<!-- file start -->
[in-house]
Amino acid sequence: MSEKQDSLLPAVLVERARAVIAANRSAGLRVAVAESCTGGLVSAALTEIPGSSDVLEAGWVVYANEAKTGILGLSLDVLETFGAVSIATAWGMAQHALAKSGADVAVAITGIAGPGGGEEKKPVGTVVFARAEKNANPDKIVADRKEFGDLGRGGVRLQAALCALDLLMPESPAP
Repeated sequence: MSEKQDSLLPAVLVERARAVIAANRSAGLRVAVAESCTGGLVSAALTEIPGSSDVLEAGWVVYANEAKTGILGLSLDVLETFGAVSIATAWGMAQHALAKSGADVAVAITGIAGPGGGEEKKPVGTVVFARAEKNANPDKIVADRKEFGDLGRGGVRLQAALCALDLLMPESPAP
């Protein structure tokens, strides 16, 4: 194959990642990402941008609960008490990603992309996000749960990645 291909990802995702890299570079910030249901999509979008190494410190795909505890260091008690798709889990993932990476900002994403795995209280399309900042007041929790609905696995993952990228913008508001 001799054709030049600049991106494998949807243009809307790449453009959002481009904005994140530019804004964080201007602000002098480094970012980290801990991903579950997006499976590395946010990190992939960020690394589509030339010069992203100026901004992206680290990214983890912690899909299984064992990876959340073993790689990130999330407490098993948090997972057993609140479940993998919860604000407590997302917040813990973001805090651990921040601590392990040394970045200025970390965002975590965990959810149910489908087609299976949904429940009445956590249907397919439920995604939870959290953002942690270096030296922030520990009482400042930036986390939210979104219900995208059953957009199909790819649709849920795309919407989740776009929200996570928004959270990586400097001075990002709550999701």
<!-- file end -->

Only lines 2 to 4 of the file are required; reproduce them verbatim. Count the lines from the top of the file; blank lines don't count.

Amino acid sequence: MSEKQDSLLPAVLVERARAVIAANRSAGLRVAVAESCTGGLVSAALTEIPGSSDVLEAGWVVYANEAKTGILGLSLDVLETFGAVSIATAWGMAQHALAKSGADVAVAITGIAGPGGGEEKKPVGTVVFARAEKNANPDKIVADRKEFGDLGRGGVRLQAALCALDLLMPESPAP
Repeated sequence: MSEKQDSLLPAVLVERARAVIAANRSAGLRVAVAESCTGGLVSAALTEIPGSSDVLEAGWVVYANEAKTGILGLSLDVLETFGAVSIATAWGMAQHALAKSGADVAVAITGIAGPGGGEEKKPVGTVVFARAEKNANPDKIVADRKEFGDLGRGGVRLQAALCALDLLMPESPAP
């Protein structure tokens, strides 16, 4: 194959990642990402941008609960008490990603992309996000749960990645 291909990802995702890299570079910030249901999509979008190494410190795909505890260091008690798709889990993932990476900002994403795995209280399309900042007041929790609905696995993952990228913008508001 001799054709030049600049991106494998949807243009809307790449453009959002481009904005994140530019804004964080201007602000002098480094970012980290801990991903579950997006499976590395946010990190992939960020690394589509030339010069992203100026901004992206680290990214983890912690899909299984064992990876959340073993790689990130999330407490098993948090997972057993609140479940993998919860604000407590997302917040813990973001805090651990921040601590392990040394970045200025970390965002975590965990959810149910489908087609299976949904429940009445956590249907397919439920995604939870959290953002942690270096030296922030520990009482400042930036986390939210979104219900995208059953957009199909790819649709849920795309919407989740776009929200996570928004959270990586400097001075990002709550999701």